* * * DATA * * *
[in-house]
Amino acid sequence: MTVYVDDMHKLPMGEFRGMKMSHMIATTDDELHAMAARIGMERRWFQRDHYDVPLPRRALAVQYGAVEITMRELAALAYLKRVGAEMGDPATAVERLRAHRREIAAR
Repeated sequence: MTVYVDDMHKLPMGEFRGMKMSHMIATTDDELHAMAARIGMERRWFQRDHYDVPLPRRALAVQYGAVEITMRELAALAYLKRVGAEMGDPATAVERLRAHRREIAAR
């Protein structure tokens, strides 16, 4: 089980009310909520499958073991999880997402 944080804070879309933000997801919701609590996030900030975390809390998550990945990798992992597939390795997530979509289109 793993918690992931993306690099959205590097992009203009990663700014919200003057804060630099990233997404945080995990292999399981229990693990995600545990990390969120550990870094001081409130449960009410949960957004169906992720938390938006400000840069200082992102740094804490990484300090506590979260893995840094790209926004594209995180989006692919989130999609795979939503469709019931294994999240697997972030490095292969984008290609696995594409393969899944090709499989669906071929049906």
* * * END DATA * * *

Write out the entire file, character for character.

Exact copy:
[in-house]
Amino acid sequence: MTVYVDDMHKLPMGEFRGMKMSHMIATTDDELHAMAARIGMERRWFQRDHYDVPLPRRALAVQYGAVEITMRELAALAYLKRVGAEMGDPATAVERLRAHRREIAAR
Repeated sequence: MTVYVDDMHKLPMGEFRGMKMSHMIATTDDELHAMAARIGMERRWFQRDHYDVPLPRRALAVQYGAVEITMRELAALAYLKRVGAEMGDPATAVERLRAHRREIAAR
């Protein structure tokens, strides 16, 4: 089980009310909520499958073991999880997402 944080804070879309933000997801919701609590996030900030975390809390998550990945990798992992597939390795997530979509289109 793993918690992931993306690099959205590097992009203009990663700014919200003057804060630099990233997404945080995990292999399981229990693990995600545990990390969120550990870094001081409130449960009410949960957004169906992720938390938006400000840069200082992102740094804490990484300090506590979260893995840094790209926004594209995180989006692919989130999609795979939503469709019931294994999240697997972030490095292969984008290609696995594409393969899944090709499989669906071929049906």